Saturday, December 5, 2020

Coquille River

Didn't see that coming! At the end of my hike in the Bullards Beach State Park area, there was parked a van covered with all kinds of decals for windsurfing gear and paraphernalia. The striking combo of white van and dramatic background of dark and foreboding clouds triggered my inner photographer. The rear doors of the van were open so I casually approached the vehicle with the benign intent of politely asking the occupant for permission to take a photo. Yikes! The van was solely occupied by a pair of rabid dogs (wolfhounds from Hades, even!) that let me know vociferously and with much rabidity that my presence anywhere near the vehicle was most definitely not canine approved. I staggered backward in surprise and shock, but really, that was just the last travail on a hike that did present several other trials and tribulations. Also, it was the only travail that involved snarling and sharp teeth but then again, I wasn't hiking with my wife.

The lighthouse presides over the mouth of the Coauille River

There is no official trail along the Coquille River but one can follow a series of use paths tamped out by curious rivergoers or simply follow the wide river when the paths peter out. After shooting some photos of historical Coquille River Lighthouse, I began walking upstream on the aforementioned paths. The sun was out and the river sparkled in the morning light while the town of Bandon sprawled peaceful and quiet on the other side of the river.

Remnants of a bygone era

Bandon's been around since the 1850's or so and much of its history is that of port and harbor on the Coquille River. Once the lighthouse environs were hiked away from, I observed vestiges of that former history in the form of pilings and wooden pillars where once stood viable piers, wharves, and maybe a crab shack of ill repute or two. Notably, the tide was visibly surging upstream through the decaying pilings. Good thing I'd be well off the river banks by the time the tide actually crested.

Raccoons patrol the sandy banks of the Coquille

For the most part, hiking along the river was fairly easy. The tide was rising but not yet fully risen, the ground was firm, and the weather bright and sunny. And yes, you guessed it, that was all too good to last. Bad weather was in the afternoon forecast and by mid-morning, a dark cloud bank scudded over and that was it for the nice sunny day. Additionally, the hiking became a bit tedious when a water-filled slough entered the river at right angles to my route. Time for some bushwhacking!

One of a whole slew of sloughs

It was just a little slough, yet it was too wide to jump over and too deep to wade across, so I followed its banks inland until the watery channel petered out. Part of following the channel involved beating my way through dense patches of Scotch broom, scratchy low-growing conifers, and thorny bushes of gorse. Eventually a pile of logs provided the means of getting across the channel and I made my way back to the river, which acted like nothing out of the ordinary had ever happened at all.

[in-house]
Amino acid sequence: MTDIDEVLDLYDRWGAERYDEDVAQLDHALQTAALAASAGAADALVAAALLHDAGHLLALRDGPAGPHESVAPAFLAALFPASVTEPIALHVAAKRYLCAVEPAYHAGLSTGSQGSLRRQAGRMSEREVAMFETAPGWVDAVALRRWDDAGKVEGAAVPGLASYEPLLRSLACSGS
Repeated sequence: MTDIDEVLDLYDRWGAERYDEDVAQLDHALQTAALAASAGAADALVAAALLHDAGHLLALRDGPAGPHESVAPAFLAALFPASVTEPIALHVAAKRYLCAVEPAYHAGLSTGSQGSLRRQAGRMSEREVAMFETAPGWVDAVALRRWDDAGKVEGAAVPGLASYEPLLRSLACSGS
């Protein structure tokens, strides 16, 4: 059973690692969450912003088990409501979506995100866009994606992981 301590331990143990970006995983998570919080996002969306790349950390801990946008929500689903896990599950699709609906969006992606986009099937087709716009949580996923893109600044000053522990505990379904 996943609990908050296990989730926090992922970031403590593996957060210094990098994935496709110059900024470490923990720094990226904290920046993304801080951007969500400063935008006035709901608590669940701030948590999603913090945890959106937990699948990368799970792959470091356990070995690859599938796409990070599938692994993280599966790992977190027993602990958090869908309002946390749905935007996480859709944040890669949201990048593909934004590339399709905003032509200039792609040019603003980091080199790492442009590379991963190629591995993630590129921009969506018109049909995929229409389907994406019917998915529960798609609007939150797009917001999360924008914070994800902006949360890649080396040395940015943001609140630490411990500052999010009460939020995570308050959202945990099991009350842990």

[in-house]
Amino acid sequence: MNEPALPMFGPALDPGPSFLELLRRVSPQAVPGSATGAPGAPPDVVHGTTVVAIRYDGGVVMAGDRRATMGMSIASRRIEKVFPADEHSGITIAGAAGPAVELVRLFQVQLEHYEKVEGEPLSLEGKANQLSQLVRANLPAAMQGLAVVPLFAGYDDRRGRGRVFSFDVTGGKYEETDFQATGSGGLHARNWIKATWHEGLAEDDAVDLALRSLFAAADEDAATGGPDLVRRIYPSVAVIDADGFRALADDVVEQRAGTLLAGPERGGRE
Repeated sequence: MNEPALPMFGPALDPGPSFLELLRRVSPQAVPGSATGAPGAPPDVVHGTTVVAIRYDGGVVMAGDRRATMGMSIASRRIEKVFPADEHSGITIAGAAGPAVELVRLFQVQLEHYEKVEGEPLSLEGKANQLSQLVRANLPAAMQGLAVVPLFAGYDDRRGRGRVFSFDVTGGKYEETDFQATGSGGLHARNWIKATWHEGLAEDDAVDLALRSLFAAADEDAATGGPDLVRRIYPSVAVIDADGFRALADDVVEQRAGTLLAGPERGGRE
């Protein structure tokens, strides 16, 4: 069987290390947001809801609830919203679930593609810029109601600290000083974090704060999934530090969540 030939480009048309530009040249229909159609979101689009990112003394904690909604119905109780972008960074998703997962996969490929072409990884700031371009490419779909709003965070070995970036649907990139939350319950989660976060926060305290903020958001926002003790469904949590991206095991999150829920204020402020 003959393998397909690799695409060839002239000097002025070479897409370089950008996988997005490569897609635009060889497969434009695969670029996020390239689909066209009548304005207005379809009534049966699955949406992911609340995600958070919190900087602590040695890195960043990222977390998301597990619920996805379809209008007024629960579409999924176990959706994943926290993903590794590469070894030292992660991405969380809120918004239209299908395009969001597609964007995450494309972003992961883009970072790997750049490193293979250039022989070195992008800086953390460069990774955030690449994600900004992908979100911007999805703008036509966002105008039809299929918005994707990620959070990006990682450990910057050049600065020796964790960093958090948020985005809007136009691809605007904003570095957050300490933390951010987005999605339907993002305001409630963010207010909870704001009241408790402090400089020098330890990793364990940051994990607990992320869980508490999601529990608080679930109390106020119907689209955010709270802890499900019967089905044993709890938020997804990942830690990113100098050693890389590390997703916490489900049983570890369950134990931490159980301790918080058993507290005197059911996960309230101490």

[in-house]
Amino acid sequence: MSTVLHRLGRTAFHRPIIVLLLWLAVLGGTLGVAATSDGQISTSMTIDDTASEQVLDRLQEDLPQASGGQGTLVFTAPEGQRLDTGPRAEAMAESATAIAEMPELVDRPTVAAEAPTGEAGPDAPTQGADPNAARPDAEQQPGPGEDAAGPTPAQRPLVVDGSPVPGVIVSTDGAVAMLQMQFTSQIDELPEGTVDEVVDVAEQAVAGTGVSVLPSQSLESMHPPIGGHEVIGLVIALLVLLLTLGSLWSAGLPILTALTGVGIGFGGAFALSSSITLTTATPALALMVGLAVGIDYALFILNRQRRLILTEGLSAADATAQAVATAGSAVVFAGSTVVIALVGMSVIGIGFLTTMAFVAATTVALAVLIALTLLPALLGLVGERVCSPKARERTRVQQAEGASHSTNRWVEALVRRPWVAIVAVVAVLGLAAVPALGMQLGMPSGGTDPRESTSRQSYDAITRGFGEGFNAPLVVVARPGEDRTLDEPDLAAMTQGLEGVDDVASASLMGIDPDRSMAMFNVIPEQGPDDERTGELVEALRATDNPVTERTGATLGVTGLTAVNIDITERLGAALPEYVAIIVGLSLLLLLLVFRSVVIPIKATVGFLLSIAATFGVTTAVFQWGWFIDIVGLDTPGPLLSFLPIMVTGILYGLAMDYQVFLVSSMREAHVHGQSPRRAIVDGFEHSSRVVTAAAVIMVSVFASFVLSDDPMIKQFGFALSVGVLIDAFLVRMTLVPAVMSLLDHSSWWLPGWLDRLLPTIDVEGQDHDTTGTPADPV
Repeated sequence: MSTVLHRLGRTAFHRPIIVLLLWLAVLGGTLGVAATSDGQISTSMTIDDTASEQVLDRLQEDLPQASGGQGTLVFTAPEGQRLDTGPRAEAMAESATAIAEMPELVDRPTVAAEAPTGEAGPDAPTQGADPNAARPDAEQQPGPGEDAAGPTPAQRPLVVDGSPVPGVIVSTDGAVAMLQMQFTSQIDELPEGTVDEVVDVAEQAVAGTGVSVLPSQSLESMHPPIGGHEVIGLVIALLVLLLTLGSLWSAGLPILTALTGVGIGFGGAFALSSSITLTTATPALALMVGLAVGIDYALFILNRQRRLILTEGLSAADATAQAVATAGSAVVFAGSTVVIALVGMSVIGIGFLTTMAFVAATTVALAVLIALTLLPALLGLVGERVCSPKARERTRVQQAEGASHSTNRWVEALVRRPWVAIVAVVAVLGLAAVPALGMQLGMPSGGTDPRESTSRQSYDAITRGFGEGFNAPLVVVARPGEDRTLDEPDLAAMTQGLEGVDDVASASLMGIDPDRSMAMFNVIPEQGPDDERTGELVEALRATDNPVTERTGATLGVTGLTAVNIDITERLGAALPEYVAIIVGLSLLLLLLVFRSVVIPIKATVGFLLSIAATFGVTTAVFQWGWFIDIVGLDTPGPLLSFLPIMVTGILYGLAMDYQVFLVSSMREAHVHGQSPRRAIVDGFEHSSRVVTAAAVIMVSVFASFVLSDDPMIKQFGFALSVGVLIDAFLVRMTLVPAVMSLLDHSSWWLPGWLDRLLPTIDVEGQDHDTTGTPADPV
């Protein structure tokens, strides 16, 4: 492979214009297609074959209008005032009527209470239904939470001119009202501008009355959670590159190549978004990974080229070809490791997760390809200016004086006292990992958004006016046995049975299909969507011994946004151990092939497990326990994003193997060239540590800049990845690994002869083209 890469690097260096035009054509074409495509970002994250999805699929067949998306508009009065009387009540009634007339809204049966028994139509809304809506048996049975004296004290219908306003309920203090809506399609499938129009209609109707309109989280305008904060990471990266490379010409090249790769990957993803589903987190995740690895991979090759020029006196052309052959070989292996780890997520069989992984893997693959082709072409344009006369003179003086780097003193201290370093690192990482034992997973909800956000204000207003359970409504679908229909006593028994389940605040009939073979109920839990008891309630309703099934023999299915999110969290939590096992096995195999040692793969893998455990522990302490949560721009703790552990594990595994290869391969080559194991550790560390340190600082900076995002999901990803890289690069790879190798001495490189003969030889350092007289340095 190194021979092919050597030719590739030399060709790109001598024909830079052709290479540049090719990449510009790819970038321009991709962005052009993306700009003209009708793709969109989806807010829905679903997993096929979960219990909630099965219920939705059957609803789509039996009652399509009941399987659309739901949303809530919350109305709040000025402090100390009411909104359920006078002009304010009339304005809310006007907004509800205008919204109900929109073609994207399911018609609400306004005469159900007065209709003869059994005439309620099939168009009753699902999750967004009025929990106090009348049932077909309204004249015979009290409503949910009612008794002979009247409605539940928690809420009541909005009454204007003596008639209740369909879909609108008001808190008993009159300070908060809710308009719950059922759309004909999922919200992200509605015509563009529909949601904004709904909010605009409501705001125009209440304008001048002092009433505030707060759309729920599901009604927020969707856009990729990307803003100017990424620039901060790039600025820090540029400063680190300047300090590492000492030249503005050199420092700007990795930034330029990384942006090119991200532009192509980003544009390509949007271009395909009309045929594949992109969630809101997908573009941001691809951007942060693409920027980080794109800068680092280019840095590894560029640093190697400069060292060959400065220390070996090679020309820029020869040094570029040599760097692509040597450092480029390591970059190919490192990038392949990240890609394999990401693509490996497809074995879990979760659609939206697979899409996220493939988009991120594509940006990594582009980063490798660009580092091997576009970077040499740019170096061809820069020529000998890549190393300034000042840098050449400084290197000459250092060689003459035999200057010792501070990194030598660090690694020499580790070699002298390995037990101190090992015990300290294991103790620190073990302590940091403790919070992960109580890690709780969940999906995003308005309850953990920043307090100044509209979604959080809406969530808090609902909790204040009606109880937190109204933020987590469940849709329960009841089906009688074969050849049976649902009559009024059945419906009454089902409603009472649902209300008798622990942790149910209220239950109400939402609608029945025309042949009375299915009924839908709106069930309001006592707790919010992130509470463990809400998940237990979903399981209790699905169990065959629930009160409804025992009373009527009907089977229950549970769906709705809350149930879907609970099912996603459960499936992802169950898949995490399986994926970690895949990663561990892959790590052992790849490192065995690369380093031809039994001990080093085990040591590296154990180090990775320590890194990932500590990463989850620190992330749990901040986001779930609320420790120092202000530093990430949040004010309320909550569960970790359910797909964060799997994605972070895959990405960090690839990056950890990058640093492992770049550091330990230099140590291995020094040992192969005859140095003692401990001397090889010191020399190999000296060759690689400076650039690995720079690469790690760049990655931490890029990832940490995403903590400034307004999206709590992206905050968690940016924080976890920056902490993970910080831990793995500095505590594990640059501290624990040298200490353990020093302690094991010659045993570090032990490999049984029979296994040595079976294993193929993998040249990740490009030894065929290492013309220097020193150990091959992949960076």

"Make speed in the gathering storm..."
(Paul Kelly)

That was just the beginning. The sloughs came with increasing frequency with each one being wider and deeper which was really annoying because ahead, I could clearly see Bullards Beach Campground, my intended destination. The campground was less than a mile away but it might as well have been located on Jupiter's twelfth moon, thanks to the intervening sloughs. As I negotiated my way around each water channel, the daylight dimmed considerably thanks to increasingly dramatic clouds emoting over the coast. The wind picked up and obviously, rain would be happening at some point in the afternoon.

A waterfowl flees the scary hiker
trying to cross the water channel

What was also increasingly obvious was that the water channels would not let me get to the campground via the Coquille River. The largest slough yet pushed me well to the west and nearly all the way to the beach foredunes, which was almost where I had started this hike from. Giving up on the river-walk thing in entirety, I veered north through some scrubby hinterlands, eventually crossing the Bullards Beach roadway. From there, I grabbed the paved trail leading to the campground, the path providing nice overlooks of the wide river. However, the weather was trending toward downright belligerence, so it was deemed prudent to start heading back to the lighthouse before things got too miserable.

The wind moves sand at high velocity

After taking a sandy footpath that led to the beach, I commenced hiking south into the wind. Airborne rivers of fine particulate matter flowed just a few inches above the sand and my booted and pantsed (panted?) ankles and shins didn't care. My pace was not all that quick because the foreboding clouds were wildly photogenic in a moody and stormy way; naturally, lots of photography ensued. High tide was surging and I had to run from waves every now and then. The constant wind and surf churned up small clouds of seafoam that were spirited away by the breeze to points unknown. Hiking on the beach in stormy weather is wild, yet totally exhilarating, and I enjoyed every tempestuous minute of it. 

This van guarded by devil dogs

After an adrenaline-fueled backpedal away from that van full of snarls and growls, I heard a chuckle from in back of me. It was the wetsuited owner of the van and devil dogs, quite amused by my discomfiture. But, he did let me take my photo and that capped off a great hike and photography combo.

A storm cometh. It has been foretold.

For more photos of this hike, please visit the Flickr album. 

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